Discover the artistry of Chloe O'Malley
Creating beautiful artwork is Chloe O’Malley’s passion. What came as a surprise was how warmly her cannabis flower embroidery hoops would be received. Now she can hardly fill demand. But she’s not about to ramp up; embroidery is about slowing down a bit and appreciating the process.
Heads Lifestyle: Heads discovered you through your stunning cannabis flower embroidery hoops. How did you come to embroidery? Is it a family tradition or an interest you developed on your own?
Chloe O’Malley: It was most definitely an interest that developed from doing Art and Textiles throughout school and college. My appreciation for embroidery has grown over the years and now I can’t imagine ever not doing it!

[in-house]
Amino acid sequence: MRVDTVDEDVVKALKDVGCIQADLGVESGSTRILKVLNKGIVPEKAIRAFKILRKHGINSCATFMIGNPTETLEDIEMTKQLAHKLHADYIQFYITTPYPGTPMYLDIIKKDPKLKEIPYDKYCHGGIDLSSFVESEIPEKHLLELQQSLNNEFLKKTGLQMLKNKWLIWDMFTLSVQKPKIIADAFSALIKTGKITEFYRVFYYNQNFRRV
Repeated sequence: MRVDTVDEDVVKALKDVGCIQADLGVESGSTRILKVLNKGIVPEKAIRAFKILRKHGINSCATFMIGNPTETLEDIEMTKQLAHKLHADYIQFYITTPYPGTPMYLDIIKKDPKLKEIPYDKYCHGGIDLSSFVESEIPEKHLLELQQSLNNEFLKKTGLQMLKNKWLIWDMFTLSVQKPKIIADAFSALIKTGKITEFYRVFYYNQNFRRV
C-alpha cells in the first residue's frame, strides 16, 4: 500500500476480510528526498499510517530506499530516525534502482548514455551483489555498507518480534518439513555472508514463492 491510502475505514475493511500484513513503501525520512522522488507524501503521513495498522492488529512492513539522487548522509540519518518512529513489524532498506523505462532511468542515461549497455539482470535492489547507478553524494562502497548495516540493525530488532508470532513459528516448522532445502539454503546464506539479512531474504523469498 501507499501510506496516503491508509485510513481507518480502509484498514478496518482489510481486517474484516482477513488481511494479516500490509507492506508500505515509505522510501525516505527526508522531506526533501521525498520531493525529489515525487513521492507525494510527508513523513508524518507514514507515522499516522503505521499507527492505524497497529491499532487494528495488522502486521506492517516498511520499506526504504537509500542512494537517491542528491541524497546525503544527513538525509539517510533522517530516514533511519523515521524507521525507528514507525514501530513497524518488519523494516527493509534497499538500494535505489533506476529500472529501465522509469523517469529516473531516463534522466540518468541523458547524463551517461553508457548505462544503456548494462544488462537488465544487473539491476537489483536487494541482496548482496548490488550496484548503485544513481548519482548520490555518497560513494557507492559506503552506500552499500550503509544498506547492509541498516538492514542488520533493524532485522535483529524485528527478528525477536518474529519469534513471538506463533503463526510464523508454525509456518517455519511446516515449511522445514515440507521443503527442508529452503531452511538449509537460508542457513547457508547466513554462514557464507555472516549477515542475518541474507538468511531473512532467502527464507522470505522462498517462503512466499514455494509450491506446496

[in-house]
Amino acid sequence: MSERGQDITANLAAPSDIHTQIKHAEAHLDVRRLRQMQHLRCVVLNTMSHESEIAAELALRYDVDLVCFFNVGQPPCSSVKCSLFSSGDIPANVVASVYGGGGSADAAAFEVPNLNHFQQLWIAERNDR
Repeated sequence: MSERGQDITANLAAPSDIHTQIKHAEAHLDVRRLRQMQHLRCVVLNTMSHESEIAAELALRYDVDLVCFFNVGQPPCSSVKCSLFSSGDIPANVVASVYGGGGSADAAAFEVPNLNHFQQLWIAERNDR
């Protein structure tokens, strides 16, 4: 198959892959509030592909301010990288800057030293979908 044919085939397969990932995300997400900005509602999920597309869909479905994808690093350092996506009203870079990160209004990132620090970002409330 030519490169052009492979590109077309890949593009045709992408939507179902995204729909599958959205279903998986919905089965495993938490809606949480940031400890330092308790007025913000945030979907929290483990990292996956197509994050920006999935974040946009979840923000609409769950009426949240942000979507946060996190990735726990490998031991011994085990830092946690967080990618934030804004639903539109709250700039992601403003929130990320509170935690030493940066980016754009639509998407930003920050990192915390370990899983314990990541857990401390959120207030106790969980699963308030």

Photos ~ Left: Chloe working on one of her unique creations. Right: Sour Diesel
HL: You are also a tattoo artist. You clearly have a talent for creating with needles and colour. What came first the embroidery or the tattoos?
CO’M: I would say the tattoos came first! My step-dad is a tattooist so I grew up around tattooing, drawing and working in his tattoo shop from a young age. At one point embroidery took over for a while but now I try and keep a happy balance between the two art forms.
Photos ~ Left: Acorn tattoo Right: Black & White tattoo designs
HL: You design your own creations from embroidery and tattoos to painting and pins. Have you always been an artist, did you study art formally or is it something that was always in you?